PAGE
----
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The prepositions you’re most likely to encounter after the title of a poem are “for” or “to” and sometimes “after”—“for my daughter”; “to Bobby”; “after Pound”; etc. They signify dedication, address, homage, imitation. In the recent poems of Fred Moten, we encounter “with,” a preposition that denotes accompaniment. The little difference makes a big difference, emphasizing collaboration over the economy of the gift, suggesting that the poet and his company are fellow travelers, in the same time zone, alongside each other in the present tense of composition. (Given Moten’s acclaimed critical work on jazz, the “with” is immediately evocative of musical performance, e.g., “Miles Davis with Sonny Rollins.”) Not all “withs” are the same—there is a different intimacy in the poem “fifty little springs,” which is “with aviva,” Moten’s wife’s Hebrew name (which means springtime), than there is in “resistances,” which is “with” a critic and an artist, interlocutors of Moten’s. (The poem “13. southern pear trees” has no preposition after the title, but is excerpted from another responding to the work of Zoe Leonard, and so is still a work of fellowship.) The scale of that “with” can be small (“with aviva, as if we were all alone”) or vast (“with everybody we don’t know”), but either way the poem becomes an instance of alongsidedness instead of belatedness; the poems request, with that subtle prepositional shift, that we think of ourselves as participants in the production of meaning and not mere recipients of someone else’s eloquence.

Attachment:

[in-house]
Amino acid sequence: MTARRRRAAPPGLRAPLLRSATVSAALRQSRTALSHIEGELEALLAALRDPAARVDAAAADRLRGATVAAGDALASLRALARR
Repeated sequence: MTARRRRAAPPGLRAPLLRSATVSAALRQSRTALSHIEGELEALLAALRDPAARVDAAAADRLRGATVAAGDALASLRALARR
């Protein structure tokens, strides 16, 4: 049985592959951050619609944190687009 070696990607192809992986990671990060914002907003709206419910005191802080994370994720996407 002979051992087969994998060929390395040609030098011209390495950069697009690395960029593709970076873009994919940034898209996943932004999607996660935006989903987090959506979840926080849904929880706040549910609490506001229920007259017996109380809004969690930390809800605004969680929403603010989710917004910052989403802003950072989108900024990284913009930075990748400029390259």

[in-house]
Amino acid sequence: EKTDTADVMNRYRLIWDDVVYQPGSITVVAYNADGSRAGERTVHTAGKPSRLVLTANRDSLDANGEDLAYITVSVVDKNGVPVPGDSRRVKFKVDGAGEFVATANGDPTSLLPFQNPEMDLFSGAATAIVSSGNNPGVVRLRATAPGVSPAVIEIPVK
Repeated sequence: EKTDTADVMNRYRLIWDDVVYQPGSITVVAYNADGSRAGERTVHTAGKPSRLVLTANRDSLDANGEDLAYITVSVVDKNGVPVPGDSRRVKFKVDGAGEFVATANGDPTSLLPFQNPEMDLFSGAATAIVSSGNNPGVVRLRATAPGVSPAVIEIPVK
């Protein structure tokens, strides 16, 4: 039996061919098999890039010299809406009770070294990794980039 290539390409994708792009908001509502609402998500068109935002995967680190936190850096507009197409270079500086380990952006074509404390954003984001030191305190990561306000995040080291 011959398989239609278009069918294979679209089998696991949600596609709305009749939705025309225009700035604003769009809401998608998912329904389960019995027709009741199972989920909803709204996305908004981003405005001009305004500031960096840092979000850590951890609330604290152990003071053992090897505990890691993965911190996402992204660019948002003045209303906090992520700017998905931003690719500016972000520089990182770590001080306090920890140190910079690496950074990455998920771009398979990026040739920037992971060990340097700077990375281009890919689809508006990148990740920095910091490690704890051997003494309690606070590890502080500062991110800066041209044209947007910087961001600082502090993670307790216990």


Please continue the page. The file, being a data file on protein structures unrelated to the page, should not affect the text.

“Untitled,” 1989, by Zoe Leonard © Zoe Leonard (detail)

Estimated number of times in the Fall of 1990 that George Bush told a joke about his dog asking for a wine list with her Alpo:

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“Nowadays, most states let just about anybody who wants a concealed-handgun permit have one; in seventeen states, you don’t even have to be a resident. Nobody knows exactly how many Americans carry guns, because not all states release their numbers, and even if they did, not all permit holders carry all the time. But it’s safe to assume that as many as 6 million Americans are walking around with firearms under their clothes.”